(Have thrown away three or four contractor's bags of paper, mostly printouts of PDFs from ECCO and clean and marked-up drafts of my last academic book.  NB I am in need of another massive project like that one: something that will make me scan and engulf a huge new body of material that I'm not already acquainted with.  My most recent two book projects - style, BOMH - are both relatively small-scale, something that has disadvantages as well as benefits.  Also NB if you leave papers in boxes for a pretty long time, they become very easy to throw away once they are opened back up again....)

Not much to report otherwise.  Still ploughing through the novels of George R. R. Martin, which really are not enough to my taste (too much lopping and cropping, stylistic infelicities, switching back and forth between multiple viewpoint characters frustrating - I would rather have a whole novel following one character, then a whole novel following the other) but which are making the time pass.

Friday, January 13, 2012


Have stopped work this afternoon just short of the long final scene, which needs significant revamping (it's not just that I'm moving it from Central Park to Morningside Park, but it's all going to go quite differently this time round).  So: one more editing session with pen and paper, and then I have a messy marked-up pile of manuscript that needs to be transferred to the computer.  I will do one further very thorough going-through, with some bits and pieces of new writing still to be interpolated here and there and hope to send a new version of the novel to my editor before the end of the month.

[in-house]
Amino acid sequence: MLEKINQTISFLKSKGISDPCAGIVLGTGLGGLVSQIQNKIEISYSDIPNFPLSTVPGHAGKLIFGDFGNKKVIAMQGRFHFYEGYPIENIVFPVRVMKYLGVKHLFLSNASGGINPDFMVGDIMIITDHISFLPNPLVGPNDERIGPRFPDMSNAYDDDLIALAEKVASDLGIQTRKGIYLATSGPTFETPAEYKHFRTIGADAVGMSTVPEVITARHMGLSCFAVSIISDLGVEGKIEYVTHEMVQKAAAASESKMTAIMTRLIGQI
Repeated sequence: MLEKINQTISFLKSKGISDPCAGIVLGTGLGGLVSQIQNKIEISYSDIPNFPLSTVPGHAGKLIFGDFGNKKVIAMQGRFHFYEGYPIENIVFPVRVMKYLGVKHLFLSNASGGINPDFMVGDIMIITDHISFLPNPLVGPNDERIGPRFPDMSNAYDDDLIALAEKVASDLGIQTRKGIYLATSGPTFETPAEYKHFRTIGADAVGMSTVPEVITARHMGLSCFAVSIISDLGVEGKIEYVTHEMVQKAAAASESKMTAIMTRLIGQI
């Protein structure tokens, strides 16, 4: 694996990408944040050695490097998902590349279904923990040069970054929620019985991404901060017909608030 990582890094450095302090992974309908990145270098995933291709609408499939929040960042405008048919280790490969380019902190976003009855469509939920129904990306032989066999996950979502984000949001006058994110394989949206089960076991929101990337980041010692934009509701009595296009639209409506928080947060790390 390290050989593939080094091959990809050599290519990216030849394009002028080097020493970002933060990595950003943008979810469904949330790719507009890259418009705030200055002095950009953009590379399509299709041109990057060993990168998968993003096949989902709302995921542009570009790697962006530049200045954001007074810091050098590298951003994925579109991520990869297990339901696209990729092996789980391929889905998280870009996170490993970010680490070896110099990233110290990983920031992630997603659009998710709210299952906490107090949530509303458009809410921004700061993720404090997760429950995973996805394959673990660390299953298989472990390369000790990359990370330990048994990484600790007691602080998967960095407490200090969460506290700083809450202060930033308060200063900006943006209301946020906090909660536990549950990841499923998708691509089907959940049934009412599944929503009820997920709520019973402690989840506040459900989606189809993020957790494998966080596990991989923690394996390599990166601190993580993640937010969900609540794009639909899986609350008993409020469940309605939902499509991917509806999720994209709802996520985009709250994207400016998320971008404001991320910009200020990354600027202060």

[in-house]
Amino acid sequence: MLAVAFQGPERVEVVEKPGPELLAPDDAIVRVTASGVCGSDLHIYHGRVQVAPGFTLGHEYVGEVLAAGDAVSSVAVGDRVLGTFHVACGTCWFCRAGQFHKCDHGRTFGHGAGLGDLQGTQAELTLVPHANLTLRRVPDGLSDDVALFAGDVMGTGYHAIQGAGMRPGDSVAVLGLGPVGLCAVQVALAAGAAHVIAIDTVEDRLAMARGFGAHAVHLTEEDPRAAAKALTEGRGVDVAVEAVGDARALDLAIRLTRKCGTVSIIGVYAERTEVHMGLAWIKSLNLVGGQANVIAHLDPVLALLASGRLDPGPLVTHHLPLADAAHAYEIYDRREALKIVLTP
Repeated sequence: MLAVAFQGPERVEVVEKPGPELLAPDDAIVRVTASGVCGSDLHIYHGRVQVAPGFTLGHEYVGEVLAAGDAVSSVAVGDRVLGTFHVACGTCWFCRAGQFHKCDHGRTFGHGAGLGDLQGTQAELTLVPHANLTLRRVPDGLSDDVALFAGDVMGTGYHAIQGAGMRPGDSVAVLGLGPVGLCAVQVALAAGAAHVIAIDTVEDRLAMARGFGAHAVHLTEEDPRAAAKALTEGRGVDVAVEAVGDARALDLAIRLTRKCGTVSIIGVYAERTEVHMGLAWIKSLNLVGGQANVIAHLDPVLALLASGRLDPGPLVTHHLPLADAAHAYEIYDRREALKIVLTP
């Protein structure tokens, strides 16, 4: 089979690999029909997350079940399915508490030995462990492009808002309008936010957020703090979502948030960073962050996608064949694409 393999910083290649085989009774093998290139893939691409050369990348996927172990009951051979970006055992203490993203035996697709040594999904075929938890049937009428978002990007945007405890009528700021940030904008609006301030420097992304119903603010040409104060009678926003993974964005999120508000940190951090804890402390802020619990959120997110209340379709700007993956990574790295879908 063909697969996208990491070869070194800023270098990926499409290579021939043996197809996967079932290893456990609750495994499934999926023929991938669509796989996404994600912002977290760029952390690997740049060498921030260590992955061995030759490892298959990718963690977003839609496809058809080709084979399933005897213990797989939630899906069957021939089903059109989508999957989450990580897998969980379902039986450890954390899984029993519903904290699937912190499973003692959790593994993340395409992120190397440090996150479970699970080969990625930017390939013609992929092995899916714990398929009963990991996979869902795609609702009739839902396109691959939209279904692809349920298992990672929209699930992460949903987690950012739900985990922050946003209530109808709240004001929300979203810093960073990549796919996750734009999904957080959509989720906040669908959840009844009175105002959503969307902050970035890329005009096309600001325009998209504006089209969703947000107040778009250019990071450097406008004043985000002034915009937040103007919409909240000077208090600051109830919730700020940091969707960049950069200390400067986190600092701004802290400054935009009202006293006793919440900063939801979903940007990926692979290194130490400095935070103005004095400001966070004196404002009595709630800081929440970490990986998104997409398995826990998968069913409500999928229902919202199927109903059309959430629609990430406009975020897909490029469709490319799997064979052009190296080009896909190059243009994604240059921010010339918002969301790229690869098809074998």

School starts next week, which is a mixed blessing (really in January I am often in low spirits and ready by now for the distraction of classroom time); I've got one big other work thing due at the end of next week, so I think that I'm going to have to put this aside for some days and organize myself for the beginning of classes before coming back to the novel revision.  However I should be able to make my way to the end first and force myself to undertake the slightly horrible job of typing it all up between now and Tuesday: that's the idea, anyway.

(NB The Young Unicorns stands up pretty well to rereading, and it is interesting for me to see now what I would not have noticed as a child, the fact of its being published in 1968 and written specifically in the shadow of the social transformations of the late 1960s; but A Severed Wasp is dreadful in ways I would not at all have been able to understand when I first read it at age twelve or thirteen, though I still find it grippingly readable in its embarrassing fashion!  Very interesting and appealing, of course, to read two novels set in the neighborhood I've lived in for more than ten years now.)

Wednesday, January 11, 2012

How to Keep Rabbits for Profit and Pleasure

A nice piece on the London Library.  (My grandfather had a lifetime membership, obtained in the early 1950s; he must have gotten more than fifty years of use out of it, but my frugal grandmother still sometimes expressed a wish that it could be transferable to me after his death...)

A medical study of the Haitian zombie.  (Via Hari Kunzru.)